So, if you had a regular superfluid lake in a chamber of some cave, and that cave was connected to some lower chamber, then superfluid would flow down to the lower chamber, giving Joe a river to follow. Once it reach the lower chamber, it will continue flowing along the walls of the lower chamber, and then flow and ripple along the ceiling. Some of the fluid would come to rest on the ceiling as it forms the Rollin film, or continue flowing if it can escape to yet another container. If the fluid film along the ceiling was opaque/thick enough then it would certainly look like a gently rippling lake.

Unfortunately there would be a film along all the walls and floor as well, but you would at least have some amount of lake on the ceiling if the lake was a superfluid. How Joe is surviving in a cave that is only 2 kelvin is another matter, and somehow even more impressive.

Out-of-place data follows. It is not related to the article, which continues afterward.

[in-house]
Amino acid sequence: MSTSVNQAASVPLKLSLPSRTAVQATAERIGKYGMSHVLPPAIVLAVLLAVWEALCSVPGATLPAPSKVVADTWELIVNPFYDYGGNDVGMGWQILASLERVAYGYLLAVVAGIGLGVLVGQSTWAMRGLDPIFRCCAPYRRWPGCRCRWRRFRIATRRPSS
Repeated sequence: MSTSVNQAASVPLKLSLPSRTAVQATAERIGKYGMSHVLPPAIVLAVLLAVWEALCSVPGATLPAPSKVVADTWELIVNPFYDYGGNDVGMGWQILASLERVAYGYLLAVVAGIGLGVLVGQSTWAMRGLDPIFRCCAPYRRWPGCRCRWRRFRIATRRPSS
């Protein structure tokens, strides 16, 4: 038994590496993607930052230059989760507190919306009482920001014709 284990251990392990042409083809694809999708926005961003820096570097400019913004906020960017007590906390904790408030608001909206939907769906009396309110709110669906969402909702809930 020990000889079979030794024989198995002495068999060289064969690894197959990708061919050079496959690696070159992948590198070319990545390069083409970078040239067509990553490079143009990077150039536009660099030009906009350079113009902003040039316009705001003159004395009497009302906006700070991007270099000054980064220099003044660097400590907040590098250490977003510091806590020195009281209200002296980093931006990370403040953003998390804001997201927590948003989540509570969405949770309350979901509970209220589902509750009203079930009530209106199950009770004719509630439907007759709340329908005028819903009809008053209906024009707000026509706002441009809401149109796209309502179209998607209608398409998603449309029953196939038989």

Option 2: Regular fluids can look weird.

Another way to get a 'lake' on a ceiling is by having the entire cave filled with water, but the river Joe is following is saltwater and the cave has some amount of freshwater. This results in a halocline, an area where two fluids of different densities meet but do not easily mix without turbulence.

Although it might no quite be a 'lake on ceiling, air below', it certainly could look like a ceiling lake:

• What do you mean by "until it reaches an equal level within that container"? Equal to what? And "if the level is below the current, open container"? Level of what, the surface of the superfluid? And what does it mean to be "below the container"? I am trying to picture in my head some magic water in a mason jar behaving as you describe, but those sentences do not make sense in that context - I think you are missing some words. For my visual imagery: below the bottom of the jar or the top rim? I cannot understand at all what "equal level within that container" means in this case. – Loduwijk Feb 12 '18 at 23:31